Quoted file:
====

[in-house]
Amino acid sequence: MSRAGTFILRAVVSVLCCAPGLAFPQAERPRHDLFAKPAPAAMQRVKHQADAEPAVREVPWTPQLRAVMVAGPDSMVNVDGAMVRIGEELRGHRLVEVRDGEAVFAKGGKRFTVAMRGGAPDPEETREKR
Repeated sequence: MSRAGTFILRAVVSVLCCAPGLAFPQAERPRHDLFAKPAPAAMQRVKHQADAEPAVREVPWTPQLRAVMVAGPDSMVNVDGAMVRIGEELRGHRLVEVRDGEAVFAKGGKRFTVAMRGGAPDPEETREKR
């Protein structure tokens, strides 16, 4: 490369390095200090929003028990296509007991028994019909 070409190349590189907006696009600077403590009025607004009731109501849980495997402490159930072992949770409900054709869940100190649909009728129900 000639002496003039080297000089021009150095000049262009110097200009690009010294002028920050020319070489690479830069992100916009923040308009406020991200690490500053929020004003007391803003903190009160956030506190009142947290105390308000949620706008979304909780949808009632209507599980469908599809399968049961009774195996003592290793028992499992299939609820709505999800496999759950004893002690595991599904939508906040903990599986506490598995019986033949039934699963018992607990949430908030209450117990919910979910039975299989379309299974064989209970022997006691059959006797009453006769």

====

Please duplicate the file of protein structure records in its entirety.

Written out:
[in-house]
Amino acid sequence: MSRAGTFILRAVVSVLCCAPGLAFPQAERPRHDLFAKPAPAAMQRVKHQADAEPAVREVPWTPQLRAVMVAGPDSMVNVDGAMVRIGEELRGHRLVEVRDGEAVFAKGGKRFTVAMRGGAPDPEETREKR
Repeated sequence: MSRAGTFILRAVVSVLCCAPGLAFPQAERPRHDLFAKPAPAAMQRVKHQADAEPAVREVPWTPQLRAVMVAGPDSMVNVDGAMVRIGEELRGHRLVEVRDGEAVFAKGGKRFTVAMRGGAPDPEETREKR
């Protein structure tokens, strides 16, 4: 490369390095200090929003028990296509007991028994019909 070409190349590189907006696009600077403590009025607004009731109501849980495997402490159930072992949770409900054709869940100190649909009728129900 000639002496003039080297000089021009150095000049262009110097200009690009010294002028920050020319070489690479830069992100916009923040308009406020991200690490500053929020004003007391803003903190009160956030506190009142947290105390308000949620706008979304909780949808009632209507599980469908599809399968049961009774195996003592290793028992499992299939609820709505999800496999759950004893002690595991599904939508906040903990599986506490598995019986033949039934699963018992607990949430908030209450117990919910979910039975299989379309299974064989209970022997006691059959006797009453006769």